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Deep Purple

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The Montreux Jazz Festival, Royal Albert Hall, Melbourne Entertainment Centre, a Blizzard somewhere in the Alps, Tokyo, Rio, Moscow's Olympic Hall, Cape Town, Bangalore, La Paz, Toronto and Kansas City.

What do they have in common? They are just a few of the places where you could have seen a Deep Purple show over the last couple of years. Simply reading the itineraries gives you an idea of how this band operates on a truly international level.

Deep Purple is not a conformist group. There never was, nor ever will be, any fawning to trends. What you do get from them are cutting edge performances based on a sound philosophy: "the music comes first". That music comes from within the core spirit of the band, nowhere else. They won't be bagged. Why?

In the sixties and early seventies they were described (by others) as "Progressive" or "Underground", when they made a conscious decision to depart from the "Hush" era in order to record the seminal album "Deep Purple in Rock".

"Fireball", "Machine Head", "Made in Japan" and "Who Do We Think We Are" quickly followed, and they were then tagged (along with Zeppelin and Sabbath) as leaders of the "Hard Rock" explosion. At this point began the gradual disintegration of the famous MK 2 line-up, (Blackmore, Gillan, Glover, Lord, Paice) and some long overdue individual R & R.

The eighties re-union as "Perfect Strangers" shook the world (again) with a fresh look at the music but with a bold detachment that stated "this is Deep Purple". The era was to end in disharmony, however (again), with first Gillan leaving, then Blackmore and then Gillan returning; confusing? Not really.

After the divorce, and seeing this as a genuine opportunity to get back to the music, the guys invited Joe Satriani join as locum, and he spent the best part of a year on the road with the newly revitalised band before returning to his own commitments. The scene was now set for the most important line-up change since "69.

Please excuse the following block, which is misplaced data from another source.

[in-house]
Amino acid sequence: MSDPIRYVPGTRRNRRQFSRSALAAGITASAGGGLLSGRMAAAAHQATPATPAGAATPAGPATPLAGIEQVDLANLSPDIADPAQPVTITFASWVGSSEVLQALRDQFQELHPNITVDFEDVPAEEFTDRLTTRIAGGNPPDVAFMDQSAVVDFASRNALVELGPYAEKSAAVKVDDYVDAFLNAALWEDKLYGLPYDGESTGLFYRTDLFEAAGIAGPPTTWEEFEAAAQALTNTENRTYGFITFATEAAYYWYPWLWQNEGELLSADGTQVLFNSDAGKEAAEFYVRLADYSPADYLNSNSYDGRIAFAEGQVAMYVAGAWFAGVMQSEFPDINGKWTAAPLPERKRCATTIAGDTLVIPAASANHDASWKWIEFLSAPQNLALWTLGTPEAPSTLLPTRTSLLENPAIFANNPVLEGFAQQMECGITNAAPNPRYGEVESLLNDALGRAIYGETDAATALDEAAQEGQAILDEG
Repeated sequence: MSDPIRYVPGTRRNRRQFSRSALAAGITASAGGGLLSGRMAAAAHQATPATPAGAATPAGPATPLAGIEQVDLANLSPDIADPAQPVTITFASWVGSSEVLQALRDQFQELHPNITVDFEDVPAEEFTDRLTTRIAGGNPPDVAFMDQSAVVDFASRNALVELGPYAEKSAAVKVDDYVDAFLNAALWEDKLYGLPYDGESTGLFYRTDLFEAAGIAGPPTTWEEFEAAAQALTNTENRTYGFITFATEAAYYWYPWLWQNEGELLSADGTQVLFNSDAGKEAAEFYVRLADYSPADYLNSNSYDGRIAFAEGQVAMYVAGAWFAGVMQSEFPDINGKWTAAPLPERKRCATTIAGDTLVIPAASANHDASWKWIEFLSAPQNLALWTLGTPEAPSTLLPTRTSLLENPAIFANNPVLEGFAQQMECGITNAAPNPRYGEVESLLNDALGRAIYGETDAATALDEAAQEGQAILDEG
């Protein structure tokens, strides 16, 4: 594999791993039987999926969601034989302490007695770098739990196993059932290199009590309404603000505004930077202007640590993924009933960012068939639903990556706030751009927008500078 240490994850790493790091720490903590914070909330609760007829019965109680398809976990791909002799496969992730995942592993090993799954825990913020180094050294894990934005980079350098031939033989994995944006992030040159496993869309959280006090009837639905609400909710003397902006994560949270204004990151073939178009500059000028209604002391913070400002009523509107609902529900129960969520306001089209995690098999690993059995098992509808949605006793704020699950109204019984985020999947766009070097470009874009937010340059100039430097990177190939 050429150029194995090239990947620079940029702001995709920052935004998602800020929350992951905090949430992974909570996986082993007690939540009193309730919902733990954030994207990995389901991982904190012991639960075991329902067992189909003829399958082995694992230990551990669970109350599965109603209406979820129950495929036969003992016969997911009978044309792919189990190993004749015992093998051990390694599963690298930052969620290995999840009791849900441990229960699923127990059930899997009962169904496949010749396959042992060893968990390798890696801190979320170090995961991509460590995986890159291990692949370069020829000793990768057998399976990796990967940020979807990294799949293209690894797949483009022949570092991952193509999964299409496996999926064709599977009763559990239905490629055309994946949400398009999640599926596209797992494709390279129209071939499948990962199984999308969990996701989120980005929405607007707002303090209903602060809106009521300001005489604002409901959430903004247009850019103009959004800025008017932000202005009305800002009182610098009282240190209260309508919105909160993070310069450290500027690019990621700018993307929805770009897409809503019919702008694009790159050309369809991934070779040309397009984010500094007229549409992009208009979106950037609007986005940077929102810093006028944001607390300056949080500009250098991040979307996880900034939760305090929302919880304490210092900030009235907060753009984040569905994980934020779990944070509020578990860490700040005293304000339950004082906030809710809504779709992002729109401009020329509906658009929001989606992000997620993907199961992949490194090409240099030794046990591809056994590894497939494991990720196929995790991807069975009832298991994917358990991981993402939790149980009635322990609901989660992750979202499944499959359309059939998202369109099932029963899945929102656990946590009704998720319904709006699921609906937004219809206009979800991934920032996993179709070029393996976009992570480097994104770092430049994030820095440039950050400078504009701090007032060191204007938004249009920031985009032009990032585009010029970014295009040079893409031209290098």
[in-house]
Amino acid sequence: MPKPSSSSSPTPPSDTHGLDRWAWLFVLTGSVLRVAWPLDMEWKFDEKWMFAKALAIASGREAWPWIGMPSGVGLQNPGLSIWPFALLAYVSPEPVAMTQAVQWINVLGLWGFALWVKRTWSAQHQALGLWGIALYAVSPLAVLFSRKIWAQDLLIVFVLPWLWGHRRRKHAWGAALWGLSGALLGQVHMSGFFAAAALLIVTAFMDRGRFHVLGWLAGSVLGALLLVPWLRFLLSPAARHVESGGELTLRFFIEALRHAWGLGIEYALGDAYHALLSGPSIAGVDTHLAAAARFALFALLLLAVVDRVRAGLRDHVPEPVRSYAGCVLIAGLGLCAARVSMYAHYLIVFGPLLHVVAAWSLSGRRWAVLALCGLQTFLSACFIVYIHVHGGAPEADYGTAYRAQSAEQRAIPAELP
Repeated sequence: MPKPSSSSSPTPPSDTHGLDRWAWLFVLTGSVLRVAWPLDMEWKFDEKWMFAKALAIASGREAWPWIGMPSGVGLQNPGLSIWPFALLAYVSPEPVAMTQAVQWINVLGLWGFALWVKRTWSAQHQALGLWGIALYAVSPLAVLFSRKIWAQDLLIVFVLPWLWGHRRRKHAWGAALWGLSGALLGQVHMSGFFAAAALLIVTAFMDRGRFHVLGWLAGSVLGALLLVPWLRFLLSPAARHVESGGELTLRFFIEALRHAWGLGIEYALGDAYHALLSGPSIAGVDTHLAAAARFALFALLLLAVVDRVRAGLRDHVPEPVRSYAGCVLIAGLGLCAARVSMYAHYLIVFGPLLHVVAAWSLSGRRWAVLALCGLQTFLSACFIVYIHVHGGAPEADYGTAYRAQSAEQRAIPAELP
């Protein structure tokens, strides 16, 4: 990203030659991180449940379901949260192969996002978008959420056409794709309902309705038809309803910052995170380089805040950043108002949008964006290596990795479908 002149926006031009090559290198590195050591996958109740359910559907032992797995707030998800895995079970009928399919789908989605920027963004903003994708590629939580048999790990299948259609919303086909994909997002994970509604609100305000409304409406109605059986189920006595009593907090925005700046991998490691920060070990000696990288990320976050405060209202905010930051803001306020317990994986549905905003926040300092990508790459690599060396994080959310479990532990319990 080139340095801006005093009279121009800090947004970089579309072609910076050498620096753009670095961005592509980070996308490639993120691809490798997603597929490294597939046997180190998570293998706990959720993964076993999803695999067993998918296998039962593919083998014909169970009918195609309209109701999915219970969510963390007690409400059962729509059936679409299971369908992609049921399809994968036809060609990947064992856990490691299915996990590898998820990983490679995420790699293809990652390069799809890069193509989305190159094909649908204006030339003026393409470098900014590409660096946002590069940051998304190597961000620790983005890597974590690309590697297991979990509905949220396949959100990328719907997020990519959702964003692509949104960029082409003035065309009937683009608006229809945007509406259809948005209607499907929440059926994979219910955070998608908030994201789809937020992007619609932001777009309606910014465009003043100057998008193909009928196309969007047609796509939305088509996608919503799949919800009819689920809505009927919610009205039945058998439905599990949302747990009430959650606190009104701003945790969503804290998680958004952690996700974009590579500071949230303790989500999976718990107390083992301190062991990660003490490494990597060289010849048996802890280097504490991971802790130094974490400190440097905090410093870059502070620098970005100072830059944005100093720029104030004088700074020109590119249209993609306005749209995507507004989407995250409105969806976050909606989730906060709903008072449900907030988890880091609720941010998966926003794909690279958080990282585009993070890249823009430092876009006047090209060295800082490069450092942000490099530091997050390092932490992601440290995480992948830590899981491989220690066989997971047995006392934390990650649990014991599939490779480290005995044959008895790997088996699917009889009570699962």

Steve Morse was the only name on the list, and the question he asked, (after a couple of out of town gigs had confirmed the chemistry) "Is there a dress code?" paved the way for a return to the humourous disdain the band have for what they used to call "poseurs".

They never set out to be "Rock Stars". Call them "Classic" and they will laugh and patiently explain that nostalgia is not a creative word. Sure they've been through the mill a few times. However each time they've emerged stronger, and now you see a band that is hard and professional; displaying texture, dynamics and a humanity that can only come from those rare artists who are masters of their craft.

Deep Purple's music has evolved organically into an expressive maturity, and the sell-out shows at the cities mentioned above are testament enough to the massive fan commitment. There's a lot of affection out there for what many say is the greatest of them all.

Over 100 million albums sold.

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